Constitution Day celebrations: Prez Murmu suggests All-India Judicial Service to select talents in Judiciary  

NEW DELHI: President Droupadi Murmu on Sunday suggested the creation of an all-India judicial service to select brilliant youngsters and nurture their talents from lower to higher levels in judiciary.

Addressing the Constitution Day celebrations organised by the Supreme Court of India here, the president highlighted that “cost” and “language” act as barriers for citizens seeking justice, and said that the overall system needs to be made citizen-centric in order to improve the access to justice.

Murmu said that the place of the judiciary, which has been welcoming diversity with open arms, in the constitutional framework remains “rather unique” and that a “more varied representation of India’s unique diversity on bench and bar definitely helps serve the cause of justice better”.

“One way to hasten this diversification process can be the creation of a system in which judges can be recruited from varied backgrounds through a process which is merit based, competitive and transparent.

“There can be an all-India judicial service which can select brilliant youngsters and nurture and promote their talents from lower levels to higher levels,” she said.

Those who aspire to serve the bench can be selected from across the country to create a larger pool of talent, the president said.

“Such a system can offer opportunities to the less-represented social groups too. I leave it to your wisdom to devise any effective mechanism that you deem fit to achieve this objective of strengthening the justice delivery system,” Murmu said addressing the event.

Chief Justice of India Justice D Y Chandrachud, judges of the apex court and high courts also attended the event.

November 26 is observed as Constitution Day to commemorate the adoption of the Constitution of India by the Constituent Assembly in 1949.

The president said that there should be more efforts to ensure talented children in higher learning institutions get into the judiciary easily.

“After becoming the president, I get to visit many central and state universities, IITs, and IIMs among others. I need to go to many institutions. I am very fortunate as I interact with the children there. They are very talented. I sometimes ask them what they want to become. Some say IAS, IPS (officers) and others say they want to get into judiciary. Something needs to be done so that they get to come here (judiciary) easily,” the president said.

She said the cause of justice is best served by making it accessible for all, which also strengthens equality.

“We should ask ourselves, especially on occasions like today’s, whether every single citizen is in a position to seek justice. On introspection, we realise that there are many barriers in the way. Cost is, of course, the most significant factor. It is a matter close to my heart. That is why I appreciate all the initiatives taken by the Supreme Court in particular and the judiciary in general to expand the scope of free legal aid,” Murmu said.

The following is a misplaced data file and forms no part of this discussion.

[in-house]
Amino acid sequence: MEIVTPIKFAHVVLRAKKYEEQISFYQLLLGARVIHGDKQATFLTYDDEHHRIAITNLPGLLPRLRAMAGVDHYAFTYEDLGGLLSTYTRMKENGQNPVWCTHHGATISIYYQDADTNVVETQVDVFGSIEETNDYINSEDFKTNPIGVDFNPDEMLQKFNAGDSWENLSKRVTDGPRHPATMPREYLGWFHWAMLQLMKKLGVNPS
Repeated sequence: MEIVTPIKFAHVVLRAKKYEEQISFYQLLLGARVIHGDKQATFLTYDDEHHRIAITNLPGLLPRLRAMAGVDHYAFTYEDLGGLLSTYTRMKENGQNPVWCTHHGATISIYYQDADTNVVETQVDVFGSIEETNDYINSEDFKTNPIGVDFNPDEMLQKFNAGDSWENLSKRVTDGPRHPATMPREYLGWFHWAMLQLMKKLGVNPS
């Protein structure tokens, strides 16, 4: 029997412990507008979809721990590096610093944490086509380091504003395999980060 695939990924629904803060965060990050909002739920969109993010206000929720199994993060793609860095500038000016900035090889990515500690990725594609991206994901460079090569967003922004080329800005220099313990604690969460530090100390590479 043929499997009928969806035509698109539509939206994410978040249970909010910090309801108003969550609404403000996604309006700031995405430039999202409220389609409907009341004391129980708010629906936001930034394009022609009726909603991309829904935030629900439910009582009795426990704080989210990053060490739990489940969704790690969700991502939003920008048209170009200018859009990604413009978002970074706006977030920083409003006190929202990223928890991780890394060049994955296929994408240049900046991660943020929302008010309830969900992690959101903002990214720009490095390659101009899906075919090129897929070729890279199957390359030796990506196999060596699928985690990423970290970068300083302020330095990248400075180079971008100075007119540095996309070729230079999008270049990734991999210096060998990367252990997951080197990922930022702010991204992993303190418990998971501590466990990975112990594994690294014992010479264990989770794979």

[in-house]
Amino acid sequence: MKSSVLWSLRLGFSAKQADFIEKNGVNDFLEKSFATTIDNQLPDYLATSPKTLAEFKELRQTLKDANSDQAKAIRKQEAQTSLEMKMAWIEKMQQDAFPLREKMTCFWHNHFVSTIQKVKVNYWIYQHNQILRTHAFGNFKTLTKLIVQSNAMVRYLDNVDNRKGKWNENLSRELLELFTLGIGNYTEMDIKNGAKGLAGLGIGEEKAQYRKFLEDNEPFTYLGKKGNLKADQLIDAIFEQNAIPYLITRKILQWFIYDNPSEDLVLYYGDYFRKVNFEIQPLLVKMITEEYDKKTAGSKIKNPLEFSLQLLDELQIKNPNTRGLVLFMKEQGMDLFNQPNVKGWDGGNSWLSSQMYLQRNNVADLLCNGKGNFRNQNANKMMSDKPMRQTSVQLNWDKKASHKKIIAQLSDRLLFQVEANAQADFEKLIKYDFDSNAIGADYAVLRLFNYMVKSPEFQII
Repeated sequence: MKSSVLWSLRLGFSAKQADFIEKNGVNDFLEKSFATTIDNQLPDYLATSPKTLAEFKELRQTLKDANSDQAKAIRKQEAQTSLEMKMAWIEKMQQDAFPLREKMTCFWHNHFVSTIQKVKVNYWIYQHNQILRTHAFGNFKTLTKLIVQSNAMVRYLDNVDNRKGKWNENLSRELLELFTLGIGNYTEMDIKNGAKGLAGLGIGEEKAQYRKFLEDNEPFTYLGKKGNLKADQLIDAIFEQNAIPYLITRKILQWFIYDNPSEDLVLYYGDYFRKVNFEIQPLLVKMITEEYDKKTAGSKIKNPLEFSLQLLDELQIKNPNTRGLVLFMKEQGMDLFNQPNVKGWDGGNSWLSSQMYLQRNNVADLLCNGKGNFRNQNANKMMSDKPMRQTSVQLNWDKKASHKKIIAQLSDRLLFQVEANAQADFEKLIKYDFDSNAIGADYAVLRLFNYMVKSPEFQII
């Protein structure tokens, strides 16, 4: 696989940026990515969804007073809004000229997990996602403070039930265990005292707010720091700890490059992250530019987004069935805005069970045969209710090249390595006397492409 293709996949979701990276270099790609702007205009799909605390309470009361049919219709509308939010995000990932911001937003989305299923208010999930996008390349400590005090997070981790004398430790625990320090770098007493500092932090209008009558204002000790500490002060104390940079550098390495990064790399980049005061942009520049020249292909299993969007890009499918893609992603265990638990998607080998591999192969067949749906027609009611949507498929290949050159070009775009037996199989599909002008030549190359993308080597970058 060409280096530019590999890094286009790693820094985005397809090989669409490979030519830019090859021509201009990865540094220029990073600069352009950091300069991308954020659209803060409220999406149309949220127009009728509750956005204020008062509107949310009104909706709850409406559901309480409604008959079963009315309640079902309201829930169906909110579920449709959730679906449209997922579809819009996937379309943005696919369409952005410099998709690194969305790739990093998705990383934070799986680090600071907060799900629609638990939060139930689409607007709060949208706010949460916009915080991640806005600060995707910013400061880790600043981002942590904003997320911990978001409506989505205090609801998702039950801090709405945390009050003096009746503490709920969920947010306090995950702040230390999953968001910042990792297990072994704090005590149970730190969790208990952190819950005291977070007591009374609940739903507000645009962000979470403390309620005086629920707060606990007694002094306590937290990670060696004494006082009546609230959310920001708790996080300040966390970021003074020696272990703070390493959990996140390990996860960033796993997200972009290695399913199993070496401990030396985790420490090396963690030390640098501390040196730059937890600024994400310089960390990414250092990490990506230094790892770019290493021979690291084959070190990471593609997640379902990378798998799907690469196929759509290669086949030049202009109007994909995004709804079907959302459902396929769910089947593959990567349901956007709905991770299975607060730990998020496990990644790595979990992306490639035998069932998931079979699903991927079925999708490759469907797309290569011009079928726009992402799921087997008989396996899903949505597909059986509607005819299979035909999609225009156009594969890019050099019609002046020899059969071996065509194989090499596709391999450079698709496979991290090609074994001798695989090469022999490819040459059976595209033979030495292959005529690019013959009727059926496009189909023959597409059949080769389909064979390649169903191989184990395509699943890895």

“For example, language, which is beyond the comprehension of a majority of citizens. I feel reassured by the recent steps taken by the Supreme Court to make verdicts available in various Indian languages. The live webcast of court proceedings too will go a long way in making citizens true stakeholders of the judicial system,” she said.

Referring to mythological “bell of justice” stories, in which a king had installed a bell that any citizen seeking justice could ring at any time of the day, the president said, “When I heard such stories as a child, I wondered if the king would have any peace of mind at all, with people clamouring for his attention all the time.

“Later, I realised that such a king would have made the justice delivery system so efficient that the bell would need to be rung only rarely. Therefore, in order to improve access to justice we should seek to make the overall system citizen-centric,” Murmu said.

She said “our systems” have been products of colonialism and clearing away its vestiges has been a work in progress.

“I am sure that we can speed up the remaining part of de-colonisation in all domains with more conscious efforts. I believe involving the young generation in those efforts, by making them more knowledgeable of the Constitution — its making and its working — will bear excellent fruits in that direction,” the president said.

Murmu said the Constitution is only a written document and it comes alive and remains alive only if its contents are put into practice.

“That requires the exercise of interpretation. I must congratulate the Supreme Court for playing the role of the final interpreter of our founding document to the perfection,” she said.

Murmu said India has had people from highly varied backgrounds occupying high offices and excelling in various walks of life, thus deepening the democracy ever since it won freedom.

She said in the bureaucracy, armed forces as well as scientific and technological research institutions, women’s representation has been rising.

“This is true not only for women but also for other socially disadvantaged groups including Scheduled Castes and Scheduled Tribes. While the place of the judiciary in the constitutional framework remains rather unique, I am confident that this institution too has been welcoming diversity with open arms,” Murmu said. (Agencies)

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